The coronaviruses.

Developments in biological standardization

PubMedID: 1092577

Kapikian AZ. The coronaviruses. Dev Biol Stand. 1975;2842-64.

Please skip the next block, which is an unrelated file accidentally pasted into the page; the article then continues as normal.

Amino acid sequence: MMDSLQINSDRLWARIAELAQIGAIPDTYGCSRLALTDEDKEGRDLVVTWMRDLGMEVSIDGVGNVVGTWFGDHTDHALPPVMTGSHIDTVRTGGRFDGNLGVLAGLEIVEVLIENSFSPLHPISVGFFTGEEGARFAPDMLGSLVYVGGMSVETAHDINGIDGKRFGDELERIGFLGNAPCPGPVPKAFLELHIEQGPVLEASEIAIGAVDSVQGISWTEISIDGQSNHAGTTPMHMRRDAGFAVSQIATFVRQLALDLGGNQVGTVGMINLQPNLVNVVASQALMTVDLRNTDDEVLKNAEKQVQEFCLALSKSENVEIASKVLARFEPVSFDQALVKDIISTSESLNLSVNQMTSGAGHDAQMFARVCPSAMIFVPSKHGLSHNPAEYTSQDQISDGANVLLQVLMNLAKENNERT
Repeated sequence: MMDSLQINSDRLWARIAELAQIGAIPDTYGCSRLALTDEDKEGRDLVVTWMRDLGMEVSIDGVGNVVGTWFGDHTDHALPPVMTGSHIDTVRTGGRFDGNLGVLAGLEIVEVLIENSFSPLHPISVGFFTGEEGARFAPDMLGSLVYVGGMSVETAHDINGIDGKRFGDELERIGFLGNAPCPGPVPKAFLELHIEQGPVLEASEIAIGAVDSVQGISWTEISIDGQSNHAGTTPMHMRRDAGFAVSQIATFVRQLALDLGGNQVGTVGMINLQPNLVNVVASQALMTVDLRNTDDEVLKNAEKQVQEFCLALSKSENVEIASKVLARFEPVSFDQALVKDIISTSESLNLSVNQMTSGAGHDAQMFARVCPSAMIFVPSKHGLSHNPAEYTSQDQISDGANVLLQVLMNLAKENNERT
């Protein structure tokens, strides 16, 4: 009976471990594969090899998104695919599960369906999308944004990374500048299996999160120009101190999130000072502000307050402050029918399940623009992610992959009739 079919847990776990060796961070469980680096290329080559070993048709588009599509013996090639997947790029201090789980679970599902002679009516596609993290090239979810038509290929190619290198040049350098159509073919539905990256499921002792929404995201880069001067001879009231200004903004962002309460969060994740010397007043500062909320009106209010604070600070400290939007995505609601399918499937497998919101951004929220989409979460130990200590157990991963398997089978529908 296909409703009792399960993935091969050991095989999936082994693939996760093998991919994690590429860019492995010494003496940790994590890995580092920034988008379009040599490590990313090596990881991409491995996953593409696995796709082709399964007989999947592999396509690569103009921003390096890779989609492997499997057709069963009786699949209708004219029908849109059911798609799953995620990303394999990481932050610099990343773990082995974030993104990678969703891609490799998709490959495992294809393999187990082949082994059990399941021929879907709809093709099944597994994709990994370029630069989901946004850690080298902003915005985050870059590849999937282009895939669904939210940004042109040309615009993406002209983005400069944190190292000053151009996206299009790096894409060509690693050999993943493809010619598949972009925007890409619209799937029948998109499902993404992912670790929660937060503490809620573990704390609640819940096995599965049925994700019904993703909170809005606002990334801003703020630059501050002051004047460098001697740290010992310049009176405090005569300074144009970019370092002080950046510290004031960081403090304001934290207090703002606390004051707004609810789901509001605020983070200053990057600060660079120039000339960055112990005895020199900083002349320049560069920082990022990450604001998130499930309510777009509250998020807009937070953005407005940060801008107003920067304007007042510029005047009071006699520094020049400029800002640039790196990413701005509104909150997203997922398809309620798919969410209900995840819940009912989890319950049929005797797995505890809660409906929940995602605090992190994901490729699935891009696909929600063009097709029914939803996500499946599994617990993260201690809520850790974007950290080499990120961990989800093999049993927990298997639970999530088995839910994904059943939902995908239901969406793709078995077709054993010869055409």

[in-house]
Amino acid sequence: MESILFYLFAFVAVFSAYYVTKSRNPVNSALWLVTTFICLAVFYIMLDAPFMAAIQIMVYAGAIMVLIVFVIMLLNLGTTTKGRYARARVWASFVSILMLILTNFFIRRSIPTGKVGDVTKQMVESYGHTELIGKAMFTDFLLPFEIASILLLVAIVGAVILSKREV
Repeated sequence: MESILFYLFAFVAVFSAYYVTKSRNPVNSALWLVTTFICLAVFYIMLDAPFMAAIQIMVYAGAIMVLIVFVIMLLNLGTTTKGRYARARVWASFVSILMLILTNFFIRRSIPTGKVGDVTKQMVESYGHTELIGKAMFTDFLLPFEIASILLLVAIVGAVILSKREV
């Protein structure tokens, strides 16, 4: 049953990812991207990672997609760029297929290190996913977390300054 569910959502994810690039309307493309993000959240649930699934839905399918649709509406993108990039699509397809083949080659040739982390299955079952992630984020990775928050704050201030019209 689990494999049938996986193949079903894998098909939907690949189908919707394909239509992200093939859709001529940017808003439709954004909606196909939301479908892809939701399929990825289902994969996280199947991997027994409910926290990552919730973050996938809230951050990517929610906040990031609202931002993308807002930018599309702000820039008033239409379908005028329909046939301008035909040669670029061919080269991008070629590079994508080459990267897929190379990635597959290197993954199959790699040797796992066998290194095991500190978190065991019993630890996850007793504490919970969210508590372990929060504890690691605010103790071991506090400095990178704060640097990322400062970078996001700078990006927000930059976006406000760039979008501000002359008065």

Coronaviruses of human origin have emerged as probable important etiologic agents of acute upper respiratory tract illnesses in adults; their role in the etiology of respiratory illnesses of childhood is less certain. The first coronavirus of human origin, B814, was described in 1965 and since that time only 31 additional strains have been recovered. Ten of these were originally recovered in human embryonic tracheal organ culturesonly, and the remainder in monolayer cell cultures. All of the latter group were antigenically related to a prototype strain designated 229e. As a result of the fastidious growth requirements of these agents, most of the knowledge concerning the clinical syndromes associated with them has come from chajlenge studies in volunteers and seroepidemiologic investigations. Coronaviruses have been shown to be associated with a substantial number of adult respiratory illnesses especially during certain periods when rhinovirus infections are infrequent. Progress in propagating coronaviruses and in detecting coronavirus infections has been achieved recently: viruses similar to 229E were successfully recovered in human embryonic intestine cell cultures from patients with upper respiratory tract illnesses; 30C strains (B814, LP and EVS) were recovered in L132 cell cultures from infectious nasal washings; OC43(and OC38) viruses which were originally recovered in OC and later adapted to grow in suckling mice were not only shown to directly hemagglutinate various erythrocytes but were also adapted to grow in MK cell cultures; OC43 virus was also found to induce hemadsorption of rat and mouse erythrocytes in certain cell cultures; and a coronavirus strain was detected by immune electron microscopy. Coronaviruses are also associated with certain diseases in animals.